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Peer Learning Grant Helps Pastors Share Their Challenges

Peer Learning Grant Helps Pastors Share Their Challenges
Aided by a Peer Learning Group Grant, pastors gather for mutual encouragement and renewal. From left: James Jones, Ben Ridder, Tom DeVries, Susan LaClear, Robert Van Zanen, Heather Stroobosscher, and Steve Hull.
Photo: Chris Meehan

Heather Stroobosscher has been very grateful for the chance to step away from her hectic schedule as associate pastor at Calvary Christian Reformed Church in Wyoming, Mich., to meet and share her ministry challenges with other pastors.

At her church, there are several ministries ranging from support groups for those battling various addictions to a Wednesday evening meal for people in their neighborhood. There also are counseling sessions and Bible studies as well as a community clothing exchange. Stroobosscher plays a role in several of these in addition to her preaching and pastoral care.

In 2019 she had the chance to connect regularly with a few other area pastors to talk about her work thanks in part to a Peer Learning Group Grant from the Pastor Church Resources office.

Funded by the Lilly Endowment Inc., the Peer Learning Grants began in 2003, and so far 319 have been awarded to 917 Christian Reformed pastors. The grants offer pastors an opportunity to gather for learning, support, prayer, encouragement, and fellowship.

Although her group had been meeting before they received the grant, Stroobosscher said, it could meet more often with help from the grant.

The group had the chance to gather regularly for coffee as well as get away for retreats.

One retreat at the Christian Reformed Conference Grounds along Lake Michigan in Grand Haven, Mich., especially sticks in Stroobosscher’s mind and illustrates the value pastors can get from a Peer Learning Group Grant.

The night before the pastors were to hear from Mark Nelesen, a CRC pastor and frequent retreat leader, they met in one of the cottages on the conference grounds to plan songs for worship the next morning. But Stroobosscher didn’t want to go.

“I was ministry-battered, had a terrible headache, and was not in a good place emotionally or spiritually, but I felt I needed to make a showing—it was a group gig, after all,” she said.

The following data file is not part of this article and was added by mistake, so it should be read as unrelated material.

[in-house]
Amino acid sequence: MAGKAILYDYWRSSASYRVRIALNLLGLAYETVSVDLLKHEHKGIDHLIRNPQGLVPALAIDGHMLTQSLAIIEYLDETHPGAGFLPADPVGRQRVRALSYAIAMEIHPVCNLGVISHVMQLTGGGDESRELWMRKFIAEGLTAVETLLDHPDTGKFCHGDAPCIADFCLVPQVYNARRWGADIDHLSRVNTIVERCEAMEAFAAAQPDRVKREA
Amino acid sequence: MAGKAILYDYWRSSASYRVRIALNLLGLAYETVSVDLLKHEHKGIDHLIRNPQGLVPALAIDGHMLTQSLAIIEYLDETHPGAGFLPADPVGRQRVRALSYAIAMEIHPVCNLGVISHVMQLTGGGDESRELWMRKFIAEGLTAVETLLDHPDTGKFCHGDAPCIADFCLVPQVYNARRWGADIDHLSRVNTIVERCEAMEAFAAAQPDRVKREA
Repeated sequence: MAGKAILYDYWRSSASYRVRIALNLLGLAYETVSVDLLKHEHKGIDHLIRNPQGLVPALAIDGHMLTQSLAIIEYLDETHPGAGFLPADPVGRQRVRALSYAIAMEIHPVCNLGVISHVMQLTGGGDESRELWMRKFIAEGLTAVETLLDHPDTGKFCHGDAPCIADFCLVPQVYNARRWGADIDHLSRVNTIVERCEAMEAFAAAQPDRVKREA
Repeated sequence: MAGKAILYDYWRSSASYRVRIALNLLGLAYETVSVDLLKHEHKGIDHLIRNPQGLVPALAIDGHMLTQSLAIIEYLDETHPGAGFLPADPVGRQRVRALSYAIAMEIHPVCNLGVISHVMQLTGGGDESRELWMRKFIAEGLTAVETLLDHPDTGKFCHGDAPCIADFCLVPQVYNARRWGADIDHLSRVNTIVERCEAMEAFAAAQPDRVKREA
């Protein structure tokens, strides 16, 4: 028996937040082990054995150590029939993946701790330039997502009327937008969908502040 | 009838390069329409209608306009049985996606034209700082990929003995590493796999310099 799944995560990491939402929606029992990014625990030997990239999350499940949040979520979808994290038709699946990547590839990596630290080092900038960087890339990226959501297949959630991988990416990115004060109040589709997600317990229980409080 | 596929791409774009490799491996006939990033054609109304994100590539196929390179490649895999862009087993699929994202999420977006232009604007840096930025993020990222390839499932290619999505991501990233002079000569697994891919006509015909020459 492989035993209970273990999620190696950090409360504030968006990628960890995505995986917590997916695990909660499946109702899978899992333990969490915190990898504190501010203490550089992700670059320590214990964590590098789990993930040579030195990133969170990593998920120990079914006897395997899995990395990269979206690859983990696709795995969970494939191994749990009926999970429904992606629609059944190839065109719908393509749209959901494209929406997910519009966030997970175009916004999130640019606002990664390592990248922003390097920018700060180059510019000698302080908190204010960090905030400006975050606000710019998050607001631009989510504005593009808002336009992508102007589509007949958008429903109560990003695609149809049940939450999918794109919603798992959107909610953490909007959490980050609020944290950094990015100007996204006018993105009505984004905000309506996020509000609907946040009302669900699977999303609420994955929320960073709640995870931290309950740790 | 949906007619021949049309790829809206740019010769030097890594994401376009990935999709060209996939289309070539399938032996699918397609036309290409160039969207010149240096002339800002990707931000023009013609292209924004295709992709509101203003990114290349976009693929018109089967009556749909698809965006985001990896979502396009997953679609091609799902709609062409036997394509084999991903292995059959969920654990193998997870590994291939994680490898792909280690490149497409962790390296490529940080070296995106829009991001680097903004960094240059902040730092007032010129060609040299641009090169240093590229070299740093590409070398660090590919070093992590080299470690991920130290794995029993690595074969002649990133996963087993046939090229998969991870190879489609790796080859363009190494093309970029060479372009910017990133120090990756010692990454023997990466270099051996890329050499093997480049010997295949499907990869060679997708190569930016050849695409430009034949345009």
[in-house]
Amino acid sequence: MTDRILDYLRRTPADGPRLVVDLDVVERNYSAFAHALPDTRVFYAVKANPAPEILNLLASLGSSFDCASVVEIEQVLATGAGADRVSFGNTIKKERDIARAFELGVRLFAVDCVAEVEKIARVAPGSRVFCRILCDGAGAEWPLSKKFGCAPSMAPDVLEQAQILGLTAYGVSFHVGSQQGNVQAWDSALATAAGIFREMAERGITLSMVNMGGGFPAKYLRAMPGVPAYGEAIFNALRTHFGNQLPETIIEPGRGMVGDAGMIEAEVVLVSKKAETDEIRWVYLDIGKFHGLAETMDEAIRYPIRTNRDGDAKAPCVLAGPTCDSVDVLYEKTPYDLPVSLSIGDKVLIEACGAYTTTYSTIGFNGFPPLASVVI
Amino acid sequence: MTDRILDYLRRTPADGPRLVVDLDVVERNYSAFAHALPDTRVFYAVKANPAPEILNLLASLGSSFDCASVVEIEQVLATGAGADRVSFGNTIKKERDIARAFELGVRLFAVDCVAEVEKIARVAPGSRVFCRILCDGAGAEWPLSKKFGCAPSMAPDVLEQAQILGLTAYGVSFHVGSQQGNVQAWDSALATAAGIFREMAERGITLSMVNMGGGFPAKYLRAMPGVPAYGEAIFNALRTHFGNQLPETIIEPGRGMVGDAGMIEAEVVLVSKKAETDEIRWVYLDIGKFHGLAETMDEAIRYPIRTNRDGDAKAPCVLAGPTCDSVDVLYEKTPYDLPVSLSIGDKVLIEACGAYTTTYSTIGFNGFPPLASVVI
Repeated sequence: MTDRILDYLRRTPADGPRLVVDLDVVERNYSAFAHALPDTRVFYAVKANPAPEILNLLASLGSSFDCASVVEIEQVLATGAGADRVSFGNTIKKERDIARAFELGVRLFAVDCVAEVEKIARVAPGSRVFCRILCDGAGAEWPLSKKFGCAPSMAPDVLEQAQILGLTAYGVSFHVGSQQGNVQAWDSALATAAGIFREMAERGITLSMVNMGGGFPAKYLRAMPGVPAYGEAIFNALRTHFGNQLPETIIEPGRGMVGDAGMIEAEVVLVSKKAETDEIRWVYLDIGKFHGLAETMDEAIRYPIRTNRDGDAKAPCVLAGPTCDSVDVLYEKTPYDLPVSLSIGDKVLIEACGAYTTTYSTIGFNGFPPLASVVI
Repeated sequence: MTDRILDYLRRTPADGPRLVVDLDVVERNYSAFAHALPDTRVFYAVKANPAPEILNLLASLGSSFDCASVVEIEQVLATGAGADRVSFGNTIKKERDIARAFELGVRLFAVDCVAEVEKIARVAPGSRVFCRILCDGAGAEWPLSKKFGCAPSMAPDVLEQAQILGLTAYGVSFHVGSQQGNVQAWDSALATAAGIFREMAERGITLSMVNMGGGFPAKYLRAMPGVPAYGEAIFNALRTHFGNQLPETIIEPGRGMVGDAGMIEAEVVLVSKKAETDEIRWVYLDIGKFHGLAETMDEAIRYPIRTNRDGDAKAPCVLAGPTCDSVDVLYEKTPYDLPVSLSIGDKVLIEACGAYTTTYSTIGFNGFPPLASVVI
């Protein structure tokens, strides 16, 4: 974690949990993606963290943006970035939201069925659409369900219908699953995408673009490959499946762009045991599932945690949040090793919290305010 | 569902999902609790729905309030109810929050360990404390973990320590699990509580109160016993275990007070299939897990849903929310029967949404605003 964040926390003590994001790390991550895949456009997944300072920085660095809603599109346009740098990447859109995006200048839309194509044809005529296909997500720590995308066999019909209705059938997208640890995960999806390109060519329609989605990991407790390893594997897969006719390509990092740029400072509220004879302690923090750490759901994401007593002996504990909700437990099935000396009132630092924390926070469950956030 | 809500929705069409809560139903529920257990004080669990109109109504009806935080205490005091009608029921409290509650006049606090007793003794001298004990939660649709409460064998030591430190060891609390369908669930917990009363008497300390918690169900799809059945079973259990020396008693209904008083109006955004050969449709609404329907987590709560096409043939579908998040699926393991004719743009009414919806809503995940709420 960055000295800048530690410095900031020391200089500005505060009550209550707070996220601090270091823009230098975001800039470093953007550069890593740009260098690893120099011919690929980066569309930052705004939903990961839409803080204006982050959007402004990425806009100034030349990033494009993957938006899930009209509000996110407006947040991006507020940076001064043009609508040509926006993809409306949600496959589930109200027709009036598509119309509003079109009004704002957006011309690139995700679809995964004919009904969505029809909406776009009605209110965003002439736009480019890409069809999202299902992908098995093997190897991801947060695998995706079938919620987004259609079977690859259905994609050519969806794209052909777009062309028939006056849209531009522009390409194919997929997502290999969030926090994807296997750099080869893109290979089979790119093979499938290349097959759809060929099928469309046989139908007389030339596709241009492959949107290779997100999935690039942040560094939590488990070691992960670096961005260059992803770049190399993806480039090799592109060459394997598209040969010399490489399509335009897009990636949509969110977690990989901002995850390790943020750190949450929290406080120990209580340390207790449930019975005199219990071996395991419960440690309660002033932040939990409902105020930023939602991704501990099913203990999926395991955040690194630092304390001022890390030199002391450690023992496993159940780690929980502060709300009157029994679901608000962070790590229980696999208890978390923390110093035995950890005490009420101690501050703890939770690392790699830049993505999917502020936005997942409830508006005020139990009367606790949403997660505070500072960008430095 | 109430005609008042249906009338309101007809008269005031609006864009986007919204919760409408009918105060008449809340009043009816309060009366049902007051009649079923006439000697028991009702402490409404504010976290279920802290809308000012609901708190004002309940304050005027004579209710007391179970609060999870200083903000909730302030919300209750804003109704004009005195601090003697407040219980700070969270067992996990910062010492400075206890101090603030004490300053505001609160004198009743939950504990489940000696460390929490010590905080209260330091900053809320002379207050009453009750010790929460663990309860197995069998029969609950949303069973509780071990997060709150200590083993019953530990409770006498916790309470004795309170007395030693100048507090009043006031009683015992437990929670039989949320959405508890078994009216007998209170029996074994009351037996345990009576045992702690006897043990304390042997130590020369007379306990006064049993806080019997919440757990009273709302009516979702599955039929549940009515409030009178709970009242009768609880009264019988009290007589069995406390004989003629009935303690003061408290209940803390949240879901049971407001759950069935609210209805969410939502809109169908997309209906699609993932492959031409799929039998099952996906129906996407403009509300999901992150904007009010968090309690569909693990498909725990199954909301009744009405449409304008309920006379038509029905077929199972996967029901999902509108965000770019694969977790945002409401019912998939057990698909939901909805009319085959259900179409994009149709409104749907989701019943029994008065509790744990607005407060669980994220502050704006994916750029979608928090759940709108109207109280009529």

Once the group settled in, two of the pastors picked up guitars, and the group began singing songs—“some new, some familiar, in several part harmony,” Stroobosscher said.

She kept thinking she would leave after the next song, but she stayed. “I didn’t talk about my stuff. I just worshiped with my people,” she said. “And eventually, my spirits had lifted and my heart had been nurtured, and I felt the Lord’s care for me. And I knew I would be OK.”

Meeting as they did, she added, gave her and other pastors the chance to care for themselves and their souls. “Investing in soul care is valuable for the big picture of our ministries,” said Stroobosscher.

Even without the grant, the pastors plan to continue gathering. “Meeting with this group has become a healthy spiritual rhythm for me,” Stroobosscher said.

Other pastors in the group include Tom DeVries, a retired pastor/missionary; Steven Hull from Princeton CRC in Grand Rapids; James Jones from Oakdale Park Church in Grand Rapids; Susan LaClear from Alive Ministries in Jenison; Ben Ridder from Harvest Community Church in Lake Odessa; and Robert Van Zanen from Middleville CRC in Middleville.

Being part of the group was especially beneficial for Hull, who was just starting out in ministry. "As a younger pastor,” he said, “I have appreciated the relationship this group has provided as the other pastors are great to bounce ideas off of.”

Jones said that being part of the group “has been a great encouragement to me, and I have been deeply blessed by our meetings and learnings (and by) our strengthening one another to continue to practice the spiritual disciplines in our daily lives.”

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